Winter Woes: RNR Talks Snow Tire Life Spans

Hey Bree!

Quick question!  How do I know when to replace my snow tires?

Snowed and Confused in Chicago

Dear Snowed,

Snow tires are a little different than all-season tires–that’s why you buy them.  You need their unique qualities to keep you safe on icy and snowy roads.  Here are a few of the differences between snow tires and all-season tires:

  • Tread depth
  • Tread pattern
  • Rubber compound

The tread depth on snow tires is deeper than all-season tires in order for them to grab or dig down deeper into snow and ice.  Tread patterns are a bit different from all-season tires as well because they need enough void space to bite into snow and ice.  It’s all about getting traction and holding the road—which is where the rubber compound comes into play.  The rubber compound in snow tires is designed to be more flexible in cold temperatures.  All-season tires become more rigid and brittle in very cold temperatures; so, if you’re living somewhere very cold with snow on the ground for most of the winter, then snow tires are a necessity.

Now, on to tread depth and the life of your tire.  Tread depth is important with any tire, but when you’re heading out into ice and snow, you need to have your ducks in a row.  You’ll probably be using your snow tires for about 3 months of the year, but you have to remember that snow tires have a shorter life-span than all-season tires.  You can get anywhere from 2 to 5 seasons of use from your snow tires, if you take care of them (and that means removing them in the spring—they’ll wear out more quickly in higher temps).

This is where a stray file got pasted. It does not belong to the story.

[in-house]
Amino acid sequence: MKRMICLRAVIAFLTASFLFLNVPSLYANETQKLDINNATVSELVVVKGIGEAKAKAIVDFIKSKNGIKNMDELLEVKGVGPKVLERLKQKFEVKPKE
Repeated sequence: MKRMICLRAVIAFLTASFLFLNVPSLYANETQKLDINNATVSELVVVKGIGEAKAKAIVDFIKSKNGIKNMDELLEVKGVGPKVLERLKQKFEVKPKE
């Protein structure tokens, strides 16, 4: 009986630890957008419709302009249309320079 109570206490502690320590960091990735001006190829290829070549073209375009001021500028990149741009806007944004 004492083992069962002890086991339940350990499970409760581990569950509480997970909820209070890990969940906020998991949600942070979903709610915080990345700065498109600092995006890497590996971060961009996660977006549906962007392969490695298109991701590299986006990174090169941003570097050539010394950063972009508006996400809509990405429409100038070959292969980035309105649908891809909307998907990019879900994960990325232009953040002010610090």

Some snow tires have two sets of tread wear bars.  The first to indicate that their best winter performance is running thin but they still have use as an all-season tire, and the second to indicate that they need to be replaced all together.  Note: When the tread wears down on a snow tire, they can’t do their job, and their job is pretty specific. As with all tires, you shouldn’t push them too far, or you’ll find yourself in some potentially dangerous situations.  On an online forum, we found one man who had this to say about tread depth on snow tires: “If a snow tire is half gone, so is half the grip.”  You might want to keep that in mind.

Also, when you go to buy your tires, make sure that you’re not just buying tires with an M/S, MS, M+S, or M&S rating if what you’re looking for is a true snow tire.  Tires with an M/S rating are all-season tires that meet the RMA’s (Rubber Manufacturer’s Association) guidelines for a mud and snow tire.  If you’re looking for tires that you’ll be driving through snow on a regular basis, look for the snowflake and mountain symbol.  These tires have been specifically tested for use in “severe snow conditions.”  RNR can help you find the right tires for you no matter what your needs: high performance/summer tires, all season tires or snow tires, and we can set you up on a payment plan to get you right back on the road.  Call your local RNR for details.  Stay safe!

Bree